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Let's face it, earthquakes don't really get the positive
reviews they deserve. It may have
something to do with buildings collapsing and bridges failing.
To remedify this, MaxCo. is seeking to produce and release
an album of earthquake music.
High-resolution cameras will be dotted around
woodland trees and other such places
where tall thin things tend to exist. After the next major
quake (and assuming that at least some
buildings/trees survive), the footage will be analysed pixel
by pixel, to measure the swaying of
tall objects. All the sways will then be up-shifted by a few
octaves to bring them into the audio
The resulting symphony from a large quake in (say) a city
will begin with a discordant clamour of
sound, dominated by the main frequency of the quake itself.
Once the quake stops, however,
each skyscraper will continue to resonate at its own
characteristic frequency (or perhaps a base
frequency plus one or two harmonics). Shorter, stiffer
buildings will produce a rapidly fading
"piiiing", like wineglass being tapped; taller more flexible
ones will produce deeply sonorous bass
notes that take minutes to fade into silence. Perhaps one or
two buildings will start out on one
note, and then abruptly shift frequency as a vital structural
element cracks somewhere in the
Forests will provide a much more complex soundscape - not
only are trees more flexible than most
buildings, but their tapering trunks and large limbs will add
richness and overtones.
"Really? £25bn of damage? Yes, but it sounded lovely."
||This hardly counts as "music" since you are passively listening to ambient noise. I would suggest synchronised and timed detonantion of nuculeur warheads in deep underground shafts near fault boundaries.
||Umm, y'know that there are seismometers, right? Far more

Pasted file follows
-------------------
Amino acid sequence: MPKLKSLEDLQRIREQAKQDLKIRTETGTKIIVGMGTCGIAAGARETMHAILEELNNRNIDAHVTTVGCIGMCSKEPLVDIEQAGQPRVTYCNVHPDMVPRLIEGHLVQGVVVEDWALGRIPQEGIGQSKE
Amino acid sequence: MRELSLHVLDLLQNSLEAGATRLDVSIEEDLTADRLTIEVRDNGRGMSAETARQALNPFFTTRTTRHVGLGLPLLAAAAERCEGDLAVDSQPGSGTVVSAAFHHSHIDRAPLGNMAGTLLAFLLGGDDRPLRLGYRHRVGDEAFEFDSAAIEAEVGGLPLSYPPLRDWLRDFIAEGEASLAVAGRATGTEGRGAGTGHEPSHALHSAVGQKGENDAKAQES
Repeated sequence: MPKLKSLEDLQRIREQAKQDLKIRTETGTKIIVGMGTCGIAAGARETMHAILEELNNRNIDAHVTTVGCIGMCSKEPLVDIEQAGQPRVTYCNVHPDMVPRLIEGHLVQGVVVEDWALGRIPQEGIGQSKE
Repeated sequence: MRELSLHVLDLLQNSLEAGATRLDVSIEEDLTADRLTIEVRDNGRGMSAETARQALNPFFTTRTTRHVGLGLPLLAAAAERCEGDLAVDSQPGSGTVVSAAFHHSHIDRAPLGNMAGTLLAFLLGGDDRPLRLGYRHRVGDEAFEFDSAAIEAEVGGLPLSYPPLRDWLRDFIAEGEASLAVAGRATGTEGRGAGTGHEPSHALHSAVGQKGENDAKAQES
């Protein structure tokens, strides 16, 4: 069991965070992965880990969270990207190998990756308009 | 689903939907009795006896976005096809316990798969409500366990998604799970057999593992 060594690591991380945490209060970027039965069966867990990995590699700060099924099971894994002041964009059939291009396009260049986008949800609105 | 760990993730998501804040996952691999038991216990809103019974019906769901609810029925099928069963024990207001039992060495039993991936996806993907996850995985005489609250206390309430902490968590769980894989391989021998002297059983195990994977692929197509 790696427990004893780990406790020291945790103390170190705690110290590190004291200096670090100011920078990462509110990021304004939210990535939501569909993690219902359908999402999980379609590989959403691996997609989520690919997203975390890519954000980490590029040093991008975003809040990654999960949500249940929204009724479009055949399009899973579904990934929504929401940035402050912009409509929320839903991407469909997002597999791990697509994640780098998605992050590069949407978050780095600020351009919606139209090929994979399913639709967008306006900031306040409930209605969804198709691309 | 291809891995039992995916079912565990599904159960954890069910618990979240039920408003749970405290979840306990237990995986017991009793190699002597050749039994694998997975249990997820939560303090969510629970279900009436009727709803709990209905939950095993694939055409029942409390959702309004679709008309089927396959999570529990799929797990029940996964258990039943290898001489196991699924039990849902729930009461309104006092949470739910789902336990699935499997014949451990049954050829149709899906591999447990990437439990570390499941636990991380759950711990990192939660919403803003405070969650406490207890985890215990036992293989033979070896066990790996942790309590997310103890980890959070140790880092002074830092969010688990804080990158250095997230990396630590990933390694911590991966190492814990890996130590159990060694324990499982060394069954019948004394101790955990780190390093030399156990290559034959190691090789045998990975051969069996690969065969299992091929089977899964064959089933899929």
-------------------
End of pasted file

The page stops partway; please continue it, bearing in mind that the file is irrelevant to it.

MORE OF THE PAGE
precise than watching lamp-posts wiggle.
Also (if you're lucky, or unlucky, depending on your point-of-
view) you can hear earthquakes. I know from personal
experience, listening to aftershocks. Like thunder, they do
sound pretty cool.
||//seismometers// Yes, if they can be cheaply mounted on
the tops of all the buildings and trees. I was thinking that a
single high-resolution video could capture movement in
multiple structures. It's the structures' movements that we're
interested in, more than the ground's.
||In fact, the video might not need to be so high-res. I know
people have recorded sound by filming (with a regular
camera) things like pot-plant leaves or crisp packets exposed
to the sound.
||Dunno about "all" the buildings and trees... More than 200
were distributed around Christchurch after the Feb 2011
These days, many cities have a wide angle "live" camera for
TV channels. So you can probably do it already.
||// These days, many cities have a wide angle "live" camera for TV channels. //
||Yes, you just never know when some maniac is going to fly a commercial jet right into a tall building ...
||What is the sound of one land flapping?
||Ooooh, ooooh, we know this one ... "California Dreaming" played on an 8-track stereo in a vintage convertible Cadillac Eldorado, being driven pedal-to-the-metal towards Nevada as the San Andreas unzips along its entire length behind it ...
||// Yes, if they can be cheaply mounted on the tops of all the buildings and trees. //
||Maybe not seismometers, but accelerometers are miniscule and cheap now, and should be
sensitive enough for that motion.
||// I know people have recorded sound by filming (with a regular camera) things like pot-plant
leaves or crisp packets exposed to the sound. //
||That was done with a high-speed camera, unless more recent work has managed to get it to
work with a regular camera somehow (rolling shutter?). The term to search for is 'visual